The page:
Are there other types of teaching?
As well as tutorials, students also attend lectures, where a tutor talks to a large group about a topic. They might also have weekly classes with a group of students. Some courses, particularly science ones, have practical sessions in laboratories or fieldwork out and about.

Do they also study on their own?
At Oxford, students are expected to do a lot of work on their own. This often involves working through a reading list of books, writing an essay or completing a problem sheet of questions. Students work on these tasks independently, but their tutors may be available to answer questions and give support. This style of working means that students can learn to manage their time very well. Students doing science courses with practical work are likely to work less on their own that  those doing essay-based subjects like History or English.

Are there exams?
Courses at Oxford are mainly assessed by exams but, depending on the subject, might also involve projects or long essays. In most courses, students take exams in their first year. They must pass these, but they do not count towards their final class of degree. Over the next years, students work towards ‘final’ exams, which usually take place in their last term. The results of these exams decide their class of degree.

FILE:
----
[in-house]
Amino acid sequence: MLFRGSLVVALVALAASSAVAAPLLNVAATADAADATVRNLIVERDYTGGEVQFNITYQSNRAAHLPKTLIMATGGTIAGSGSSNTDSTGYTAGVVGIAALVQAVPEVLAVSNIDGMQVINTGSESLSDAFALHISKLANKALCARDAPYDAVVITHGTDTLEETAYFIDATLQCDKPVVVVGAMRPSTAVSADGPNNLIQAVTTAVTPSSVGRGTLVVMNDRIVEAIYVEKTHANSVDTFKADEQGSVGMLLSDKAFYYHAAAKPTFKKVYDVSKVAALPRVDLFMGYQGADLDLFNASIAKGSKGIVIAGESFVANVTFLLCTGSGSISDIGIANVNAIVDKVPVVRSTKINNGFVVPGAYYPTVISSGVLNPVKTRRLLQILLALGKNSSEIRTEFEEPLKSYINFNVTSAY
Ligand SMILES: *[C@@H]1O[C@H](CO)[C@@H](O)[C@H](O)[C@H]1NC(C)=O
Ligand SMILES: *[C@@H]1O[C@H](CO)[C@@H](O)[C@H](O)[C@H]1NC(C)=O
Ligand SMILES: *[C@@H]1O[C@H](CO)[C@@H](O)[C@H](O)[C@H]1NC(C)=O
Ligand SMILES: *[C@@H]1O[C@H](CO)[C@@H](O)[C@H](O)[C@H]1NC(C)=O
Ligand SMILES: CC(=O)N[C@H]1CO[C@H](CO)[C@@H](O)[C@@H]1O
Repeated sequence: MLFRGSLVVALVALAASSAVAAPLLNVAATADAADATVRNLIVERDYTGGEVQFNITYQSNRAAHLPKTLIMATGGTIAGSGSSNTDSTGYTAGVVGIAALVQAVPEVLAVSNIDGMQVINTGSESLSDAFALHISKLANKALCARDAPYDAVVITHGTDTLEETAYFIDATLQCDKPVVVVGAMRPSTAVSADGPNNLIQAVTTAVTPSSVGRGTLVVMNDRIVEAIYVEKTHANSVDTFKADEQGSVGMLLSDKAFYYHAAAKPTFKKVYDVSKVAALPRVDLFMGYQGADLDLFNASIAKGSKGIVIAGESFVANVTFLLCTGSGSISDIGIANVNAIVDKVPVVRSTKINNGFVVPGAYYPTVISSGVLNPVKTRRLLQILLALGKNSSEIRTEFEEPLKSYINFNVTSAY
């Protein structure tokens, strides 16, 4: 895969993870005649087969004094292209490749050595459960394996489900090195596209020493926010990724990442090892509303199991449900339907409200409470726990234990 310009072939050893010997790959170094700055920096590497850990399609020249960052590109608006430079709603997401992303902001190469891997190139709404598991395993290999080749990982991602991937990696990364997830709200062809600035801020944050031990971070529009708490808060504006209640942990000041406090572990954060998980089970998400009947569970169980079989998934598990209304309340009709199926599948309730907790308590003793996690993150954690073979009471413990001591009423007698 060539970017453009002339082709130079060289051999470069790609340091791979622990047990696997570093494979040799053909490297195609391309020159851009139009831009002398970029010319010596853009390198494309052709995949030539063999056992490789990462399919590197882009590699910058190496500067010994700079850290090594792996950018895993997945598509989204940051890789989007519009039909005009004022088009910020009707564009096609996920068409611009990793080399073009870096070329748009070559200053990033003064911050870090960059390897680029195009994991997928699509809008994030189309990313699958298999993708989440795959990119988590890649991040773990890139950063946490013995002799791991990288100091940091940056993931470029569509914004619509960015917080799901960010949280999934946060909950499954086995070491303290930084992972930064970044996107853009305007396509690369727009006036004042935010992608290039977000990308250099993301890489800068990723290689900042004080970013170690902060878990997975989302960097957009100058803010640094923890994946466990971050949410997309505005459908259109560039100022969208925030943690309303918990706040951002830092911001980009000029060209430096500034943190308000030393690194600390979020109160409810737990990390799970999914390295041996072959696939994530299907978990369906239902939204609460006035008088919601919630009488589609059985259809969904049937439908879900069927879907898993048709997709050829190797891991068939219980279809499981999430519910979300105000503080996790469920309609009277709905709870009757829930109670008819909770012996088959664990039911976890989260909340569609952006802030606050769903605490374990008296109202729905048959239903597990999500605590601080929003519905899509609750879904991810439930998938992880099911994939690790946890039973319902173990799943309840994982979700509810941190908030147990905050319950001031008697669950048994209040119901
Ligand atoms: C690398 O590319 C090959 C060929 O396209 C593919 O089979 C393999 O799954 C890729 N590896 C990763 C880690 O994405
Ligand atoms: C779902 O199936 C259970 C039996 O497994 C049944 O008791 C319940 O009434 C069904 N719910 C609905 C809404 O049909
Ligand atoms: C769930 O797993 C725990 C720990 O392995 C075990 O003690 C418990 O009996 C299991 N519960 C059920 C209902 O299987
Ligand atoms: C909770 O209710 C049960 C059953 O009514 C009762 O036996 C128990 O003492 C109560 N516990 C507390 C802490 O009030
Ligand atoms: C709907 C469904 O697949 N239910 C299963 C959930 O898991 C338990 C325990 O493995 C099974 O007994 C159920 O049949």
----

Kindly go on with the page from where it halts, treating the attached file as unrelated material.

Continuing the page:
Students work hard at Oxford, but there is plenty of support available, and lots of libraries and other facilities make this as smooth as possible. We do our best to make sure that all students, whatever their circumstances, are able to get the most from their course and time at Oxford.

Who can they go to for support?
Every student at Oxford is given a personal tutor, who oversees their studies. They might not always be taught by this person, but it means there is someone they can go to with questions or concerns. This tutor gets to know each student very well, and can give them a lot of personalised attention and support.

What if they have specific needs?
If your child has any particular needs – for example, if they are eligible for extra time in their exams or need specific IT equipment – the Disability Advisory Service is there to help them get the support they need. To help cover any additional costs, your child may be eligible for the Disabled Students’ Allowance.

What about libraries and places to learn?
Students also have access to amazing facilities to help with their studies.

  • Oxford libraries -Students have free access to most, if not all, of the books they will ever need, and plenty of quiet places to study. They will be trained to use the libraries, and our expert staff can help your child make the most of the huge number of printed and online books and information available.
  • Museums and galleries - Oxford has seven museums and collections. These are great to explore in spare time, but are also used by students on a wide range of courses.
  • The Language Centre - Students at Oxford don’t have to be studying a language degree to be able to learn a language whilst they are here. We have a centre that runs classes for everyone from beginners to experts. Learning a language here can help your child’s future, whether in their studies, their career, or travel.